First, the facts:
Published by: Interweave Press, 2010
Pages: 23 articles
The In-Depth Look:
From the publisher:
SpinKnit is a magazine that fuses the ancient crafts of handspinning and handknitting with the very cutting edge of digital technology. The eMag is co-edited by Interweave founder Linda Ligon and Weaving Today Editor Anita Osterhaug.
“It’s a bit like National Geographic Traveler for knitters and spinners,” says Osterhaug. “We take crafters to incredible places around the globe to learn from spinning luminaries and bring them gorgeous photography and video they won’t see anywhere else.
Linda Ligon added, “The video, audio, and interactive features are what make this eMag dynamic and an entirely new magazine experience, but even without the bells and whistles, the content is a fantastic read.”
It can’t possibly surprise you to know that I love books and magazines. (Hence this site, after all.) And while I love gadgets and computers and my Kindle e-reader and all … I like the feel of paper in my hands.
Not only that, most e-books and e-magazines leave me yawning. Either they are virtual facsimiles of the paper versions (in which case, why bother?), or they try so hard to fit in all the New! Nifty! Exciting! features like video and slide shows that the magazine experience is distracting and chopped-up rather than something that flows naturally.
Which is why I’m delighted to tell you that I really liked this e-magazine.
The articles (Andean spinning, an interview with Priscilla Gibson-Roberts, among other things) were interesting, much like the articles in Spin-Off Magazine, but alongside the text were enticing additions like video of Andean women spinning, or live interviews to compliment the text. Slide shows of additional photos. Details for patterns. Do you like the patterns? Click the pdf link to open it up right then and there. Want to see what the spinning looks like? Click the video. Even the ads had video extras.
Best of all, the extras actually add to the quality, instead of being distracting.
It helps, of course, that I love watching videos of spinning–more than I do knitting videos. Part of that, I think, is because spinning is so dynamic–reading about how drafting is done, how you let the twist into the fiber isn’t always sufficient. No matter how good the writer, it’s hard to describe the process. How wonderful to be able to see exactly what they mean when they talk about Andean double-drafting. Or to hear Priscilla Gibson-Roberts talk from her heart about the importance of spinning.
Of course, it doesn’t hurt that most spinners seem to have these lovely, soothing, rhythmic voices.
It took a little clicking around to figure out the navigation. There’s a forward-back arrow at the top center for moving from article to article, and then there are page up-and-down arrows in the right corner for moving down through the multi-page articles. I noticed that, when I moved to the next article from the bottom of one, if I went back, I was still at the last page rather than the top, which took a little getting used to. There are useful little icons to let you know where the videos, slide-shows and so on are located–and if you click on the “?” at the top of the screen, you’ll get helpful tips on maneuvering.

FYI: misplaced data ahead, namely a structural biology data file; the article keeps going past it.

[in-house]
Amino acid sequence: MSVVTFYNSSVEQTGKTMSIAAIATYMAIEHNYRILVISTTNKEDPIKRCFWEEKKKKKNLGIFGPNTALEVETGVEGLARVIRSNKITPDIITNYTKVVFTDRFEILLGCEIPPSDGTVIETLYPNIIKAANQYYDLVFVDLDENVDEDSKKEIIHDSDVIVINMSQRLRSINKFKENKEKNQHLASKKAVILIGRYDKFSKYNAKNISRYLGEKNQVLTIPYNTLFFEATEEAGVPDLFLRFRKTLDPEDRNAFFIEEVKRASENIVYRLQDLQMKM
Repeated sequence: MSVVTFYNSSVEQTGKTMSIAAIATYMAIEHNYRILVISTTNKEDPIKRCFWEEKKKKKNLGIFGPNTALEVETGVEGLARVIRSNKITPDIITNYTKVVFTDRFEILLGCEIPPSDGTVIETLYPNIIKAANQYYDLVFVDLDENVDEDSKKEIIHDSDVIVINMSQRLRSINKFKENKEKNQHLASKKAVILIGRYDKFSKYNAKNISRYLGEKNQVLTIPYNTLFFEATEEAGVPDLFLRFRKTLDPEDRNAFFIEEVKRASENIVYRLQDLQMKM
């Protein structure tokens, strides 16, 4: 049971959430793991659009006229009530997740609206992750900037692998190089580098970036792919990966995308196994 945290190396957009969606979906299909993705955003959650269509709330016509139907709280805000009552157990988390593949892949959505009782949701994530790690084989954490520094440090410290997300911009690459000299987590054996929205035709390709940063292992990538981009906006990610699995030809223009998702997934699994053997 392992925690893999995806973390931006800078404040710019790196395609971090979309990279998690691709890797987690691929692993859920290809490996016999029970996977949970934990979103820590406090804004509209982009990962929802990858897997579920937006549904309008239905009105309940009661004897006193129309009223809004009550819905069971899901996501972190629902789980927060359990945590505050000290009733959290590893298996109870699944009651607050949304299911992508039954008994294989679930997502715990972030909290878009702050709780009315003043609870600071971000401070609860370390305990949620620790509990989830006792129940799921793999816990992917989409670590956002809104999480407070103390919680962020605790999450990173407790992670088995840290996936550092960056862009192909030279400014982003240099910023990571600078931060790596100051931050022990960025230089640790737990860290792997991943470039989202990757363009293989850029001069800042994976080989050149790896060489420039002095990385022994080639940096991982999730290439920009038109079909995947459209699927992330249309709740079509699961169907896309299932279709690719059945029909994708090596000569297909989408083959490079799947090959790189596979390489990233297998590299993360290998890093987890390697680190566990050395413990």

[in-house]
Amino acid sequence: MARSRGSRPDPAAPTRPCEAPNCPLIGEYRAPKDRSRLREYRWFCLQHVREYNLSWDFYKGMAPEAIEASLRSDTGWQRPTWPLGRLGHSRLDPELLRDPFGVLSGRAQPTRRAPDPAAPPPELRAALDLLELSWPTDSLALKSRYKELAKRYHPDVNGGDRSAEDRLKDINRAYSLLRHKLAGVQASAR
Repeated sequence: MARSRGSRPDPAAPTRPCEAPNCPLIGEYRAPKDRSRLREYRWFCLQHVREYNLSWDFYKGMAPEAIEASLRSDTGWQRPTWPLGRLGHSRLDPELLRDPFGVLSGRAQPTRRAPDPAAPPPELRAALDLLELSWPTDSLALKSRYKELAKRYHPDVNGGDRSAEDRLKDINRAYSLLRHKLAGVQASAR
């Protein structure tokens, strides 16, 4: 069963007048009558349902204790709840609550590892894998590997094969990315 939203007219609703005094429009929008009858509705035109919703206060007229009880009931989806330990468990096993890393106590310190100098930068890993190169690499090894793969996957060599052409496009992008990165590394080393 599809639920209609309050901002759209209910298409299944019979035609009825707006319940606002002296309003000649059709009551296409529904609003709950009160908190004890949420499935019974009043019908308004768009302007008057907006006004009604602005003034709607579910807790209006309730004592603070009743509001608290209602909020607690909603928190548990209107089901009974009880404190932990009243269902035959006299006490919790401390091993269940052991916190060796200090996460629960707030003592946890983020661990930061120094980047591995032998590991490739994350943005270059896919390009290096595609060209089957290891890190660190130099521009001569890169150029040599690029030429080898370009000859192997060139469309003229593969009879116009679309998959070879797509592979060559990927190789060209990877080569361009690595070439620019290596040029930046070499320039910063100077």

The e-mag comes with its own software app, built on Adobe Air, which you have to download and install to experience the magazine. On my laptop, which sometimes makes heavy weather of downloading, it took a while. That might not be an issue for you, of course. You also need either a Mac or a PC to run the software. (Don’t ask me to be more technical than that, please.)
One nice touch I noticed? On the interviews and conversations with two people, the audio was mixed so that one person came out of one speaker, the other out of the other, which made it easy to tell when the speakers switched. (Especially if, like me, you sometimes let videos play in your computer background while you do other things.) I thought it was funny, though, that for one of the videos, the right-hand person’s voice came from my left speaker, and the left-hand person’s came out of the right, but who cares? I loved the stereo. My computer may not be speedy about downloading, but it’s got great speakers.
All in all, this is the first e-mag that I’ve seen that really blends what a magazine is with the new and shiny technical toys that are available in a graceful, useful way. Too many tech people get so excited about being able to do new things, they put new features everywhere. Remember when color printers came out? Suddenly, people weren’t just using some color, they were cramming in every color they could think of, everywhere, as often as they could, and the result was a chaotic disaster. Same thing with computer techology–it’s easy to get so caught up in things you CAN do, you forget that sometimes less is more.
My biggest reservation about this otherwise great e-mag? The selling price is $14.97, which seems like a lot for just one issue. And while you can print the articles (and the patterns, obviously), you can’t print the videos for storing on your shelf. But then … look how much the (paper) Rowan magazine issues are, and since this comes with some really nice, interactive extras … well, only you can decide if that’s too much, too little, or just right. I don’t know if Interweave plans on having annual subscriptions that would lower the per-issue price. This is a new frontier, and the entire publishing industry is feeling its way, so … we’ll see what happens.
But, that said?
This e-mag, in my opinion, found the right balance between new-and-shiny technological options and the whole point of the magazine–the CONTENT. It definitely gets a thumbs-up.
This review copy was kindly donated by Interweave Press. Thank you!